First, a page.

Who works for the minimum wage? PDF Print E-mail


minimum wage epi 8-28-2013




American Workers Shortchanged on Wages PDF Print E-mail
Written by Elise Gould, Working Economics, Economic Policy Institute Blog   


working economics epi blog logoEconomic inequality is a real and growing problem in America. Since 1979, workers are working more, making more goods, and not reaping the rewards of their increased productivity. Instead, CEOs and executives—the top 1% of earners—now take home 20% of the nation’s income.

But it doesn’t have to be like this. Growing inequality isn’t an inevitability—it was created. It’s the result of intentional policy decisions on taxes, trade, labor, and financial regulation. That's actually good news: if inequality is not inevitable, then it can be fixed.

In honor of Labor Day, the Economic Policy Institute created an excellent interactive tool to explain the growing shortchange in American workers' income.  Take a look, and share it with your friends.  Remember that American workers should be earning more than we are. It just takes a few minutes to find out how economic inequality is real, affects you, is expensive, and was created.  Try out the EPI tool at





Americans' Real, Perceived, and Actual Distribution of Wealth PDF Print E-mail


Americans, both Republicans and Democrats, want a more equal distribution of wealth in the United States, but few realize just how huge the wealth gap is.  Watch this excellent six and a half minute video explaining the wealth gap in the United States.





Land of the Free, Home of the Poor PDF Print E-mail




The top 20% of Americans hold a record 84% of the nation's wealth while the bottom 40% own almost nothing.  Paul Solman recently interviewed people for a series on inequality for Public TV and showed people three pie charts with 1) an equal distribution of wealth, 2) the distribution of wealth in Sweden, and 3) the distribution of wealth in the United States.  Like Michael Norton and Dan Ariely found in their research on Americans' perceptions and preferences for the distribution of wealth, Paul Solman observed that most people don't realize the extent of inequality in America, probably because they live near others who have incomes that are relatively similar to their own.  Most people thought the distribution of wealth in the U.S. was that in the chart for Sweden and that is also the distribution they preferred rather than either perfect equality or the extreme concentration of wealth that actually exists in the U.S.  Following are the charts representing the actual, perceived, and preferred distribution of wealth that Norton and Ariely found in their research:


The greatest concentration of wealth is at the "tippy-top," the people in the top 0.1%.  Norton and Ariely found that a remarkably similar 93% of Democrats and over 90% of Republicans prefer a more equal distribution of wealth.  Listen to Paul Salmon's 12 minute video:

Land of the Free, Home of the Poor

Last Updated on Monday, 25 May 2015 01:44
Tavis Smiley Interview on What Has Happened and Not Happened since the March on Washington PDF Print E-mail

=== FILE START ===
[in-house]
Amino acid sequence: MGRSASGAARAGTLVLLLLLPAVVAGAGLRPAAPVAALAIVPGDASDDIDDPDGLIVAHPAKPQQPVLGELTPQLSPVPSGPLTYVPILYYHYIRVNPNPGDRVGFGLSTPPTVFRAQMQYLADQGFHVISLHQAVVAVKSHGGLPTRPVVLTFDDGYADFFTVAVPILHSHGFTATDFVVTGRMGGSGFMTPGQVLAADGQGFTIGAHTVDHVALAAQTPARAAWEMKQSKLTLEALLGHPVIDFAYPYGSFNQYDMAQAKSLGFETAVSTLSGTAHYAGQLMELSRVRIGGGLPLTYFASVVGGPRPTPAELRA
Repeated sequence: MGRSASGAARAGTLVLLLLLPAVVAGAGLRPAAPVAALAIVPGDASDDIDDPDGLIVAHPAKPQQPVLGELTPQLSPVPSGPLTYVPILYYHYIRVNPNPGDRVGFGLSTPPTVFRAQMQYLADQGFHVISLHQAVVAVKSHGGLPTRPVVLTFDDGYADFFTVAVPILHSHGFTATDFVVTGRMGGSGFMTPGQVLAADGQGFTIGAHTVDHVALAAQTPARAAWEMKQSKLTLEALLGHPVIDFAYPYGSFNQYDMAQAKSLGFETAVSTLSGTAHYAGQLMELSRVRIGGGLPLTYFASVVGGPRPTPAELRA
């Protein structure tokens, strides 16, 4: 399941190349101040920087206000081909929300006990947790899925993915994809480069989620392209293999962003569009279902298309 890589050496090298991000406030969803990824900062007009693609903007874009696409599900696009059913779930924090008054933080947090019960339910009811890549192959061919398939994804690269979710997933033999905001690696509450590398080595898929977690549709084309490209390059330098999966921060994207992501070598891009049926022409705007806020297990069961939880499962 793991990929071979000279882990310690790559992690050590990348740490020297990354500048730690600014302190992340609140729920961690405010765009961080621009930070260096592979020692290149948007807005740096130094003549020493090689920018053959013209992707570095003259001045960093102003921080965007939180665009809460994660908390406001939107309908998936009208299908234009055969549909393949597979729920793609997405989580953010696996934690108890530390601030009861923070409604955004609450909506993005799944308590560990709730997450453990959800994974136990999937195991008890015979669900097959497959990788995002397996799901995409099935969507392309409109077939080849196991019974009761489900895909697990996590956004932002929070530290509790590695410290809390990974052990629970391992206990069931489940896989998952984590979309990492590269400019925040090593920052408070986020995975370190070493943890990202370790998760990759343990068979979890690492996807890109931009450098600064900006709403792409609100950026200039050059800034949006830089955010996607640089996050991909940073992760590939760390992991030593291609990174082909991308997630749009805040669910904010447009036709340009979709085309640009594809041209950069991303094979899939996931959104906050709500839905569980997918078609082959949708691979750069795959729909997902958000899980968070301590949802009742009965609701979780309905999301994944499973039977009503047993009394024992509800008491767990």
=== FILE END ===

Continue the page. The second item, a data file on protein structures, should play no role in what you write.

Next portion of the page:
On the 50th Anniversary of the historic March on Washington, Tavis Smiley interviewed Dr. Algernon Austin,   Director of the Economic Policy Institute’s Program on Race, Ethnicity and the Economy, which works to advance policies that enable people of color to participate fully in the American economy and benefit equitably from gains in prosperity.  Austin is the author of the EPI report, "The Unfinished March," that looks at changes over the 50 years since the March on Washington.

tavis smiley  augernon austin 2 82713
During the interview, Dr. Austin discusses low wages, the high unemployment level of blacks, segregated and unequal schools, and residential segregation.  He stated,

"Today, the minimum wage is actually worth less than it was in 1963 in inflation-adjusted terms. Although minimum wage workers are better educated, they’re more productive, as a society we’re much wealthier than we were in 1963, but the fact of the matter is we have allowed the real value of the minimum wage to erode and that means that many workers, low-wage workers, can’t earn enough to lift their families out of poverty."

Watch the interview





The Bailouts Taxpayers Seldom Ever Notice, Sam Pizzigati PDF Print E-mail


Peter DruckerAll across Corporate America, top executives are accumulating vast wealth while employees lose their jobs, have their wages reduced, and lose their benefits.  Peter Drucker, the Austrian born American who founded modern management science, considered excessive executive pay an assault on the good management of enterprise. 

Ford employees have seen their pay decline from $28 an hour to $19 along with giving up cost of living increases and health benefits.  Though the decline in compensation is considered absolutely necessary for Ford employees, CEO Alan Mulally apparently does not think such an emphasis on austerity applies to his own compensation.  His pay package alone for 2012 was $21 million.  In addition, in 6 years, he has amassed $300 million in Ford stock.

Such excessive executive pay made possible by decline in the financial well being of workers is not tolerated in other countries.  The financial compensation of Toyota CEO, Akio Toyoda, in comparison, was $1.48 million.  In France, the newly elected government of President François Hollande placed a cap equivalent to about $580,000 on executive pay at the 52 companies where the French government holds a majority stake.  This is about 20 times the average pay of French workers at the lowest 10% of wages.  A whopping 83 percent of the French public supported limiting maximum pay for all CEO's.  Peter Drucker himself recommended that executive pay be no more than 20 to 25 that of workers.

See the article by Sam Pizzigati:  "The Bailouts Taxpayers Seldom Ever Notice."

Sam Pizzigati edits Too Much, the online weekly on excess and inequality published by the Washington, D.C.-based Institute for Policy Studies. His latest book, The Rich Don’t Always Win: The Forgotten Triumph over Plutocracy that Created the American Middle Class, 1900-1970, has just been published.





Diner Waittress Explains to Yale Graduate How Money Works in America PDF Print E-mail


The “working poor” ... are in fact the major philanthropists of our society. They neglect their own children so that the children of others will be cared for; they live in substandard housing so that other homes will be shiny and perfect; they endure privation so that inflation will be low and stock prices high. To be a member of the working poor is to be an anonymous donor, a nameless benefactor, to everyone else.

Barbara Ehrenreich, Nickel and Dimed: On (Not) Getting By in America

waitress explains how money works in america
Wealth and Inequality in America PDF Print E-mail

wealth distribution 2007